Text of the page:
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Words by Alan Meldrum

Controlling mice is becoming an important issue in WA. Rarely does WA suffer the types of plagues seen regularly in the eastern states. After a rise in mouse sightings and some baiting through 2021, and off the back of one of our best ever grain production seasons, mouse numbers are on the rise and are posing a threat to growers in most districts.

The Liebe group’s AgChat series, sponsored by GrainGrowers, last week featured mouse control with the CSIRO’s mouse expert Steve Henry. Steve undertook an extensive talking tour through the northern districts with GRDC to talk about how to monitor mouse numbers, control measures and ongoing research on this persistent pest.

Dylan Hirsch hosted this Liebe AgChat event at his farm at Bunjil. In his paddock with fully cut stubble and stripper stubble, it was easy to find mouse holes. Steve explained that 2 active holes in a 100m transect equalled 400 mice per hectare. With each generation taking just 3 weeks, the numbers can explode quickly prior to winter.

Autumn control is the optimum time for control as winter cold slows the mice population and mice don’t do well on green material. For mice, grain is the game. Minimising their population before spring is critical.

The key points for mouse control are:

  • Heavy residue cover is favoured by mice over a sparsely covered paddock. Look in those paddocks first.
  • Monitor mouse numbers by walking a paddock and using chew cards. Baiting is expensive so you want to know it is needed.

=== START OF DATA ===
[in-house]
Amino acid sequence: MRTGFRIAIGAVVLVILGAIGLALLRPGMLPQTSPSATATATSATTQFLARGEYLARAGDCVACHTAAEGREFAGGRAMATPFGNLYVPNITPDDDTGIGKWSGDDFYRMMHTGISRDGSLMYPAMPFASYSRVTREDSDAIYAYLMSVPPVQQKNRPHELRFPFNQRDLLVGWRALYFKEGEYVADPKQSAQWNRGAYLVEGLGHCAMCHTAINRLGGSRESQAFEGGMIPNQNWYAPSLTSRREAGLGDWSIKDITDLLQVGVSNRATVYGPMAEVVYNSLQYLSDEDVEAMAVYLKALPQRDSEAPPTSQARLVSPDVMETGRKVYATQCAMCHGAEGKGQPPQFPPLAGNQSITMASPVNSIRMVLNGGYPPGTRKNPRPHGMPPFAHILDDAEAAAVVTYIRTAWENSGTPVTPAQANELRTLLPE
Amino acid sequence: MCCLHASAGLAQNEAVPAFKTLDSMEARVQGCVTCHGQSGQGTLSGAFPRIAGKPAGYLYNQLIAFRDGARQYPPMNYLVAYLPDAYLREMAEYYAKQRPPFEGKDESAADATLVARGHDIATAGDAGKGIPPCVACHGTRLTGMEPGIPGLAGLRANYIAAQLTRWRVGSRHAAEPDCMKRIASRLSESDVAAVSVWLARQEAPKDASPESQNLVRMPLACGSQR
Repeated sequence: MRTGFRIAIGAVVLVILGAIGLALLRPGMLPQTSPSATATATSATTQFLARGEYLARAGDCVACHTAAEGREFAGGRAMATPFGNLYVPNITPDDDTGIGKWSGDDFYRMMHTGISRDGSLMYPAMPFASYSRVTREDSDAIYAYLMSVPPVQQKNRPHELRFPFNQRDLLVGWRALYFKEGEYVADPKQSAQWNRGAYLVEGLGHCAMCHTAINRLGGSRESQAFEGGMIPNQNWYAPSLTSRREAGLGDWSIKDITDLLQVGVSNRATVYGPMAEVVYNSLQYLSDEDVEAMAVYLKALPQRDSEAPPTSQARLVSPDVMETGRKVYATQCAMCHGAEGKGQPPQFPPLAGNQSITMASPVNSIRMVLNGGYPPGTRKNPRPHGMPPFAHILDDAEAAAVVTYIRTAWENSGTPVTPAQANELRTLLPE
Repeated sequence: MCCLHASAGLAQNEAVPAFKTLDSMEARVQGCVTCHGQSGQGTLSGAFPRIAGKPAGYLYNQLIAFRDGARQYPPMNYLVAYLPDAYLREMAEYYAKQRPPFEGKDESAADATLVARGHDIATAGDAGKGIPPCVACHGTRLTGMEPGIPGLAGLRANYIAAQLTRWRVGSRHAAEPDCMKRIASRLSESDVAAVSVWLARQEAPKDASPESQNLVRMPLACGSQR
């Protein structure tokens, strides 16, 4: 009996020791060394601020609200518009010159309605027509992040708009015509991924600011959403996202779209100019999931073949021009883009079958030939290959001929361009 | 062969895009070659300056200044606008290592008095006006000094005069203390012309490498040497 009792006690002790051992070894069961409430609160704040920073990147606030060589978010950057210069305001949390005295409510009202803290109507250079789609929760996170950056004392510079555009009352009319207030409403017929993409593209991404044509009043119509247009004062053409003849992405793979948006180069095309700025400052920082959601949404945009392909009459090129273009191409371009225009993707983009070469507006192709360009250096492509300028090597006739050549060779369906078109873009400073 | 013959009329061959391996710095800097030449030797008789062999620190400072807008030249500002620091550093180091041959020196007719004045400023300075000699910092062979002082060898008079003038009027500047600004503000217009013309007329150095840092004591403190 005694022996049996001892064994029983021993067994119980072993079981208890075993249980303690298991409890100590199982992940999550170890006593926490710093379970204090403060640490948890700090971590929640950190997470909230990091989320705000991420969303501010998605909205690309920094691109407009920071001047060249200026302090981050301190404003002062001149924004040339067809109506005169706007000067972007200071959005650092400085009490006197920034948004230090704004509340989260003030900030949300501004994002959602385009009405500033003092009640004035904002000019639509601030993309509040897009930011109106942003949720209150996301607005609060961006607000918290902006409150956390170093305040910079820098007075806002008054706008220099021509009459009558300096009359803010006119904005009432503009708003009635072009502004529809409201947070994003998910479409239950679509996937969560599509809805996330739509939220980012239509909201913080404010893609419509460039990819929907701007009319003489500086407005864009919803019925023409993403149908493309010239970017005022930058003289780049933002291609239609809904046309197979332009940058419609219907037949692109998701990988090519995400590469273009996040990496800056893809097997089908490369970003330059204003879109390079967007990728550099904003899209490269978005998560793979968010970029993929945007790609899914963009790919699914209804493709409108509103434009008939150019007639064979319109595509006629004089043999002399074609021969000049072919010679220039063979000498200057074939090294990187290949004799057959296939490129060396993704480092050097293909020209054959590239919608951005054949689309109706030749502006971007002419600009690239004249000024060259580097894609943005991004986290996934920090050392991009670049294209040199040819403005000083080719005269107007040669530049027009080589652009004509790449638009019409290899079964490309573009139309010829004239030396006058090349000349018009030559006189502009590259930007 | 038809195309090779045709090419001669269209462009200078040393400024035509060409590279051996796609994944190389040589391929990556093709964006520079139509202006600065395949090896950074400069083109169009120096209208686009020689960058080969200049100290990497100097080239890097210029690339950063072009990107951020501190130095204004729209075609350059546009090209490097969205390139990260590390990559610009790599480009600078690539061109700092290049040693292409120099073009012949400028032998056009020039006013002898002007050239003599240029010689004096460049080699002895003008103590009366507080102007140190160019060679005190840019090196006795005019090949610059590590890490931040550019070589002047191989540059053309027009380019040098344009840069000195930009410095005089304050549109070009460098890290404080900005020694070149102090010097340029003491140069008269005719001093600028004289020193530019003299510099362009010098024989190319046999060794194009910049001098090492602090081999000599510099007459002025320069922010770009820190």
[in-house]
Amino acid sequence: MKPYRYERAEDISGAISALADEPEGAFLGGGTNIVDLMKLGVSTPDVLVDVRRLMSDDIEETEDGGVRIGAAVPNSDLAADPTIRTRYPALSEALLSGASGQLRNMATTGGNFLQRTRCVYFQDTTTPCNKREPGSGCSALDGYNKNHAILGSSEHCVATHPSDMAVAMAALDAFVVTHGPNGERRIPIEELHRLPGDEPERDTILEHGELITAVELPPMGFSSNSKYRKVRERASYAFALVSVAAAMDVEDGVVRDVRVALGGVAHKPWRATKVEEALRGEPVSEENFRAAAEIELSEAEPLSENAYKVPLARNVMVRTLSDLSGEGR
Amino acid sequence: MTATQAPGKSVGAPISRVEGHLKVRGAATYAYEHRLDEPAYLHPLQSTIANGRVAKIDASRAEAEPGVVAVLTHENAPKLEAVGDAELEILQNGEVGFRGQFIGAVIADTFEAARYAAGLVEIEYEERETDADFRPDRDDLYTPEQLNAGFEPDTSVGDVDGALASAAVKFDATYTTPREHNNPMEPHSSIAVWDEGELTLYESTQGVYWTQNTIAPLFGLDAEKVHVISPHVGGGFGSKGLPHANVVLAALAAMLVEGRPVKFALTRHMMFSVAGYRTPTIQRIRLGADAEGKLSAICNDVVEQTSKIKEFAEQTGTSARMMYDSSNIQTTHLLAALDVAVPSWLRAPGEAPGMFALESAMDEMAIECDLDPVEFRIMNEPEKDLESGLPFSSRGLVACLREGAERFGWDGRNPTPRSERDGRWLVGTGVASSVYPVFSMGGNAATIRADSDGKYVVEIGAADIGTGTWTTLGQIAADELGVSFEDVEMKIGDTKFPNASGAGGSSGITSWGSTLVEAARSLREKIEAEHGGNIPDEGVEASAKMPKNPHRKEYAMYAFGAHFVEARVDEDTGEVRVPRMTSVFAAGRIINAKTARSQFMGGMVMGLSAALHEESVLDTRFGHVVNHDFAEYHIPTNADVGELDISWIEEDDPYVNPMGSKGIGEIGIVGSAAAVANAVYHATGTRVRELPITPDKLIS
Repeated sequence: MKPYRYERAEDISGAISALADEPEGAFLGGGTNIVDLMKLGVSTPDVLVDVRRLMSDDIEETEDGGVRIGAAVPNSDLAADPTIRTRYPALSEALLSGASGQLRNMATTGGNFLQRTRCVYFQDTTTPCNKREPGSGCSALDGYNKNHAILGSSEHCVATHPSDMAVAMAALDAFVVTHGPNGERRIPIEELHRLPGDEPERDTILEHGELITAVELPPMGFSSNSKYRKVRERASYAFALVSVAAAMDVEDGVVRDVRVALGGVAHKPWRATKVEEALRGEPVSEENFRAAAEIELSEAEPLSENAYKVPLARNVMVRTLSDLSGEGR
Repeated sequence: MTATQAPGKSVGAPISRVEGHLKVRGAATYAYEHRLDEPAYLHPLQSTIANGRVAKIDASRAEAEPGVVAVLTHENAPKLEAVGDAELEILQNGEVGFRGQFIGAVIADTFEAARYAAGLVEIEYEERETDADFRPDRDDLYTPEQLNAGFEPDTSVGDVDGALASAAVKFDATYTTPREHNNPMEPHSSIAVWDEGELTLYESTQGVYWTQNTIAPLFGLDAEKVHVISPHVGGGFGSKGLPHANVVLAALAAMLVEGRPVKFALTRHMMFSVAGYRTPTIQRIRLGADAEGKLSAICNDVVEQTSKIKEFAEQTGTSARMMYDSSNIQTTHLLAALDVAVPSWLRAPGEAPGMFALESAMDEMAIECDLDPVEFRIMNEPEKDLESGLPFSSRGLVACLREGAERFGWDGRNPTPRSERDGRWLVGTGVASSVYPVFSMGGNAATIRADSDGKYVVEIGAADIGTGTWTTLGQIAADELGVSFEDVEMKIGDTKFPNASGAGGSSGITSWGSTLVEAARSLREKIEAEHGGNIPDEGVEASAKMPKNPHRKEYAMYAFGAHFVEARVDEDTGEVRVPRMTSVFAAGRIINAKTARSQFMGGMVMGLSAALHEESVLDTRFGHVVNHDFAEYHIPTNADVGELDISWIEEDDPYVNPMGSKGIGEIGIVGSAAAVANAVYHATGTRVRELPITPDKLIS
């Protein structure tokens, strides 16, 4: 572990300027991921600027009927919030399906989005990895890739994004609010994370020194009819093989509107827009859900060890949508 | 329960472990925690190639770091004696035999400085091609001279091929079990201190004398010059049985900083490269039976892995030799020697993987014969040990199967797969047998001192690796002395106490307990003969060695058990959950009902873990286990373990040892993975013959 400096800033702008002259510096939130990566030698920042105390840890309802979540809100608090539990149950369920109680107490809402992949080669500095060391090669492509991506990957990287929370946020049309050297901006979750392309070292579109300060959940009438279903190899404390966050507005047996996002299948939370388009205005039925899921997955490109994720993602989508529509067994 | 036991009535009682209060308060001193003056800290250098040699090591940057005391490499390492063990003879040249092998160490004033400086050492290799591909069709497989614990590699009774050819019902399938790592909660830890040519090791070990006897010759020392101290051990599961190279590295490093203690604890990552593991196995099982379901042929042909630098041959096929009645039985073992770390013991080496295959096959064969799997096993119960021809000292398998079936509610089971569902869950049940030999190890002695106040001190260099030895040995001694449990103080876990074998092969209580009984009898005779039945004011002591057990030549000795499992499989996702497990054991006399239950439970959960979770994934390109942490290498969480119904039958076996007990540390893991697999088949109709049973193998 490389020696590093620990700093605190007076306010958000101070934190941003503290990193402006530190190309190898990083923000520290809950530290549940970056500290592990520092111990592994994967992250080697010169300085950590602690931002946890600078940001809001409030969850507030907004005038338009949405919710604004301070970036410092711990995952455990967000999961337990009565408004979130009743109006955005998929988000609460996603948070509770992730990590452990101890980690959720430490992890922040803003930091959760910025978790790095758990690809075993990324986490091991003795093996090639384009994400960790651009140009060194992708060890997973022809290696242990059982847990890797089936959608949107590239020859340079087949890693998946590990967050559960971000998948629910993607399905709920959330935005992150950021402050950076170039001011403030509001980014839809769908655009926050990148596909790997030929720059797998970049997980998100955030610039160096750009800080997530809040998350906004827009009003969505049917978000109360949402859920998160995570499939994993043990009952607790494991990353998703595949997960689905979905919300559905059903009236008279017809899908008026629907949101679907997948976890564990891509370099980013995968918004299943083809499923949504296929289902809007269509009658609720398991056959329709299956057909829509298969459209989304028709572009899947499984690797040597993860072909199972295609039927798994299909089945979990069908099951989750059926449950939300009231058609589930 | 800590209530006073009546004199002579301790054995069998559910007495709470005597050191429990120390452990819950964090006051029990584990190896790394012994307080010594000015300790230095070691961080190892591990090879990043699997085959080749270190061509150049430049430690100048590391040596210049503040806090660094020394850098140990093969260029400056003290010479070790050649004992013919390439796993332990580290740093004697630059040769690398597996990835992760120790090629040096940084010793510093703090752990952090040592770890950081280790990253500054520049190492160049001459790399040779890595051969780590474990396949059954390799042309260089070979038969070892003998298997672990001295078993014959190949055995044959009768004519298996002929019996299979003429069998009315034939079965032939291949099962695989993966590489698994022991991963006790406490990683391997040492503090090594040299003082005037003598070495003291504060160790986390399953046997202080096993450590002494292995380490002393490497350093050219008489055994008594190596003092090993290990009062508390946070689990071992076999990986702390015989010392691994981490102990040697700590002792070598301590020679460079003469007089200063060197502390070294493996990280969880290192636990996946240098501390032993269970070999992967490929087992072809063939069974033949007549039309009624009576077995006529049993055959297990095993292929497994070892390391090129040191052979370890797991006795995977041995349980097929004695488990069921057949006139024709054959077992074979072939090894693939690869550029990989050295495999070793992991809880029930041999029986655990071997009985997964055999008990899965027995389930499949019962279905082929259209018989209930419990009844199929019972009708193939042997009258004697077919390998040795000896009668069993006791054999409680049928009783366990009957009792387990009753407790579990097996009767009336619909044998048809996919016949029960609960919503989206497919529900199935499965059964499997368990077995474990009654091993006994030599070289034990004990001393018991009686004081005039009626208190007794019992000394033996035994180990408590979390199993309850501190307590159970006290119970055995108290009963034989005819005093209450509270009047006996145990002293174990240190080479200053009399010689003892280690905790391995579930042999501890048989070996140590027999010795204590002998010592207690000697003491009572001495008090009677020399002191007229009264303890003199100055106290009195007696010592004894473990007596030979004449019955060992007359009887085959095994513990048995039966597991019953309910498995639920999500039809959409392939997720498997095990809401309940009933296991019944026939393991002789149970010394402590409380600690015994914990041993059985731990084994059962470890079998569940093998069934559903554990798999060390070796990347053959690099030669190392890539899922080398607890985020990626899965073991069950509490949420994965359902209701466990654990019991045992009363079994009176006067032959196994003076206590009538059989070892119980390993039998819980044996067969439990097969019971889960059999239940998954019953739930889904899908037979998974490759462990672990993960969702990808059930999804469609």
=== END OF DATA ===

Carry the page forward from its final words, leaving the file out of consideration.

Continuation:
• Check for active mouse holes by spreading corn flour around the entrance to see tracks
  • Spread bait within 48 hours after seeding and always after rain. This gives the mice the best chance to find the bait after a machine pass. Rain can dilute the bait so after a rain front is better than prior.
  • Bait is spread at the rate of 2-3 grains/m2. A ute-based spreader is very effective, but almost any machine can have a spreader attached to avoid another pass over the paddock. Aerial spreading is also practicable.
  • Perimeter baiting is ineffective.
  • Predators will NEVER be able to control mouse numbers. They will however be unaffected by the bait should they consume a poisoned mouse.
  • Threshold numbers, to help you decide on the need for control measures, aren’t available. Further research is needed to define them.
  • Growers should talk to their agronomists and suppliers early regarding mouse control options and plan ahead to secure desired quantities of required chemistries.